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Argonaut's Norris still shunning 'zombie' banks

Argonaut's Norris still shunning 'zombie' banks

IM Argonaut European Alpha  manager Barry Norris has seen his pronounced underweight in European banks cause short-term underperformance over the past six months, but he is sticking with his belief that the sector is too volatile to back.

Banks are 'zombie equity'

The fund also has no exposure to peripheral Europe and this region, along with many financials, has been among the best performers following liquidity injections and positive noises from the European Central Bank in recent weeks.

But Norris remains happy to avoid banks, which he describes as ‘zombie equity’, and is maintaining his large overweight to the region’s strongest economies and also to a handful of quality growth stocks in core Europe from the insurance, autos and retail sectors.

He tells Citywire Selection: ‘We have had a disappointing six months on a relative basis but we still view banks and southern European equity as zombie equity. It is very hard to make a case for banks as we believe they have not made enough provisions for bad debt and unless there is higher growth, their provisions will have to remain high.

‘But we call them zombies because they are not totally dead and every couple of months they come back to bite you in the backside.’

Norris has held no banks for about four years and now thinks they are not even trading on cheap valuations.

‘It is very important to stick with our process. We look for stocks with superior earnings momentum and we are happy to pay up for these higher quality companies.’

Recent examples include German auto group Volkswagen and reinsurer Hanover Re, and French high-end commercial property firm Unibail.

Norris started adding Volkswagen three months ago and it is now 4% of the fund, initially attracted by the higher margins being gleaned from the Porsche and Audi brands it now owns.

‘In a low-growth environment, ironically it is growth stocks that do better. Porsche makes 20% margins and Audi 12%. These are great brands recognised all over the world and Volkswagen has transformed itself into a higher margin business.’

Norris says the Volkswagen brand itself is now taking a bigger share of the mass market as it has been able to borrow at more competitive rates than French rivals such as Citroën and Peugeot.

While Norris holds no banks, Hanover Re and Norwegian reinsurer Gjensidige make up 4% of the fund each.

Pricing Power

‘While we think banks have underprovided for bad assets, insurers have built up huge capital reserves on their balance sheets, which gives them a better buffer against earnings downgrades.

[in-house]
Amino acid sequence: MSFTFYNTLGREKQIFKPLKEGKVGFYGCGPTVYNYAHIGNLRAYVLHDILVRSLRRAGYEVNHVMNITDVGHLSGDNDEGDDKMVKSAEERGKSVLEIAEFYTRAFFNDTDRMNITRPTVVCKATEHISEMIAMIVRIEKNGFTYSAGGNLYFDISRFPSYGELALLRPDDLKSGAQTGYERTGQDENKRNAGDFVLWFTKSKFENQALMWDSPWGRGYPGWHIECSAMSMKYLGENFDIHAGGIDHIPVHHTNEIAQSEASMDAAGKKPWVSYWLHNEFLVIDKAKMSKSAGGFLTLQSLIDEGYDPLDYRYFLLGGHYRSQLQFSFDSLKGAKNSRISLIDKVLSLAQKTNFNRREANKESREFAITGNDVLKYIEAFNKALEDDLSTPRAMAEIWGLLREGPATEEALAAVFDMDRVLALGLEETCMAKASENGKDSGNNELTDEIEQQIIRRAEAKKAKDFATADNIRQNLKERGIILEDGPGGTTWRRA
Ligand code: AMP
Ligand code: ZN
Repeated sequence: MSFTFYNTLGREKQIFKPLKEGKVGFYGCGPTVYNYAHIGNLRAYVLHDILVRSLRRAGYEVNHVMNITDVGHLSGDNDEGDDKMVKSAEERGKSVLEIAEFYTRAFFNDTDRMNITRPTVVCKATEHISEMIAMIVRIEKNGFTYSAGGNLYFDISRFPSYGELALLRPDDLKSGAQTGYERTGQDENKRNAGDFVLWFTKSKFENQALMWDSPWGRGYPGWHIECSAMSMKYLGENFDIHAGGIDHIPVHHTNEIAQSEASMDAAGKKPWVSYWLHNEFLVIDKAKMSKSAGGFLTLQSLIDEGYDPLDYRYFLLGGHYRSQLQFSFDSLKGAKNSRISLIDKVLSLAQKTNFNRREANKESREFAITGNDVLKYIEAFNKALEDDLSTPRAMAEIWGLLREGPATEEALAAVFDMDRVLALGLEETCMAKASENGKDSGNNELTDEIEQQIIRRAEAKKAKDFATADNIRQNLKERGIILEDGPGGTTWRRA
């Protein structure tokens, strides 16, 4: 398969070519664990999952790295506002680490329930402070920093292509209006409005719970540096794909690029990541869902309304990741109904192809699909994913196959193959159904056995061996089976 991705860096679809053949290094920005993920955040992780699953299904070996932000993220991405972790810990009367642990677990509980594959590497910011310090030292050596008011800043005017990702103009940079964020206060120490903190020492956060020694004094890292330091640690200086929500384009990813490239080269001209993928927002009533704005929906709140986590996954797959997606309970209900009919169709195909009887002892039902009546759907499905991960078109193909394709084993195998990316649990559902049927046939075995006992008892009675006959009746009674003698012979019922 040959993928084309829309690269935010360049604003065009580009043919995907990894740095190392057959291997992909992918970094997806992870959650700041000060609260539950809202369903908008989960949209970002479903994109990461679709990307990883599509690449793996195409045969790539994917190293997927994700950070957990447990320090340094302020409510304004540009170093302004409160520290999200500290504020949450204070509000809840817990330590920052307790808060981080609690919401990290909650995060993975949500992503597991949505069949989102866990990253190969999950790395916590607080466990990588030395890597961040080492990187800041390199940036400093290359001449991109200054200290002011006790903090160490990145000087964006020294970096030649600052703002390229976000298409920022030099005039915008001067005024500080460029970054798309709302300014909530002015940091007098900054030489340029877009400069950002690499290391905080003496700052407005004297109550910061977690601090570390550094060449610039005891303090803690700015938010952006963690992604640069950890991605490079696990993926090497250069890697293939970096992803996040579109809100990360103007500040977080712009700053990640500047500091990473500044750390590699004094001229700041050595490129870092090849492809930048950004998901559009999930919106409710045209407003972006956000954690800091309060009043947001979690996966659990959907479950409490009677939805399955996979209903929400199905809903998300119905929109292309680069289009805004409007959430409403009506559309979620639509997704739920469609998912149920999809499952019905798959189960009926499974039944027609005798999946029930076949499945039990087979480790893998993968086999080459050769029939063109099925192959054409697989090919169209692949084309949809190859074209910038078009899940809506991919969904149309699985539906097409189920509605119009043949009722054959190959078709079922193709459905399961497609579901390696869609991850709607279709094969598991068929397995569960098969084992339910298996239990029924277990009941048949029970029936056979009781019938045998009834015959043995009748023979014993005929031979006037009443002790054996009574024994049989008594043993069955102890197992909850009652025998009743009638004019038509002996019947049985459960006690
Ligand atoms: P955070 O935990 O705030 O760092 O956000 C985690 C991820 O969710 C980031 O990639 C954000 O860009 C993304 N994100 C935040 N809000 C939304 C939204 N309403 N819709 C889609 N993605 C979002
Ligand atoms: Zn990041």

‘Hanover’s auditors now think its provisions are probably too high so it is understating its profits and we expect to see serious earnings growth and big dividends. This is an industry with great pricing power.

‘Gjensidige has a huge market share of Norway’s insurance market and it is also overprovided for with hugely profitable contacts.’

French property company Unibail is also a key holding, doubled to 4% of the fund over the past six months. The majority of its high-end shopping centres are focused in Norris’s preferred core Europe, with most of its operations in Germany, Scandinavia and the Netherlands.

‘Prime property is a great asset to own in a low-growth environment and Unibail has managed to keep increasing its rents, so it has great cashflow and a yield of 5%. Overall, property is a good hedge against the central banks’ [financial] engineering when you consider that 10-year government bonds are at 1.8%. We view it like gold but with a yield.’

Nestlé remains Norris’s biggest holding and while its share price performance has been flat recently, it is still providing his fund with a 3.8% yield.

Sticking with Nestlé

‘Nestlé is a great example of a quality stock [where the share price] has gone nowhere recently because people have been selling it down to buy Spanish banks.

‘We have invested almost exclusively in Germany, Switzerland and Scandinavia, and have been able to access high-quality companies at a discount because they have the European tag attached to them.

‘European equities look very cheap compared to other markets and it is frustrating that many are investing in banks when you can get stocks in attractive parts of Europe with global exposure but trading on a discount.’

Over five years to the end of October, Norris has returned 3.5% compared with -7.6% by the FTSE World Europe ex UK benchmark.

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